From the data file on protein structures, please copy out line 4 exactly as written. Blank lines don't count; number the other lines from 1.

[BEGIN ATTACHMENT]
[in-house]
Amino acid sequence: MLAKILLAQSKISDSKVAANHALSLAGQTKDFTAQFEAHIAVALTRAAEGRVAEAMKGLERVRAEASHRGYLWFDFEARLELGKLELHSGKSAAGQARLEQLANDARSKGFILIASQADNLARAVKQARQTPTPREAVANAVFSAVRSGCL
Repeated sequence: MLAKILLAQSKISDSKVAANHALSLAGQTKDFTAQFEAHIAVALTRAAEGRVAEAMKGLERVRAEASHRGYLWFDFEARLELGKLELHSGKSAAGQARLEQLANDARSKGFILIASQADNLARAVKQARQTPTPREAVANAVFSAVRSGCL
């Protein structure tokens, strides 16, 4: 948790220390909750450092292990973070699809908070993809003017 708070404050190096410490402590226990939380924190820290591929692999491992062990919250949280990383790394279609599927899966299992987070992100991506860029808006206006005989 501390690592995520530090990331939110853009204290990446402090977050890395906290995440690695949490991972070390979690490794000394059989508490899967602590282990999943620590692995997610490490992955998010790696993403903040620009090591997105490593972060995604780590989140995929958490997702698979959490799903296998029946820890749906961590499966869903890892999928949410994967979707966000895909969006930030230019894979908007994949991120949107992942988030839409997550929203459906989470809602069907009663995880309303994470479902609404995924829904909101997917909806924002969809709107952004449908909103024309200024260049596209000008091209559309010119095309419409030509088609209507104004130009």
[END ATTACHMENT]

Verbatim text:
């Protein structure tokens, strides 16, 4: 948790220390909750450092292990973070699809908070993809003017 708070404050190096410490402590226990939380924190820290591929692999491992062990919250949280990383790394279609599927899966299992987070992100991506860029808006206006005989 501390690592995520530090990331939110853009204290990446402090977050890395906290995440690695949490991972070390979690490794000394059989508490899967602590282990999943620590692995997610490490992955998010790696993403903040620009090591997105490593972060995604780590989140995929958490997702698979959490799903296998029946820890749906961590499966869903890892999928949410994967979707966000895909969006930030230019894979908007994949991120949107992942988030839409997550929203459906989470809602069907009663995880309303994470479902609404995924829904909101997917909806924002969809709107952004449908909103024309200024260049596209000008091209559309010119095309419409030509088609209507104004130009």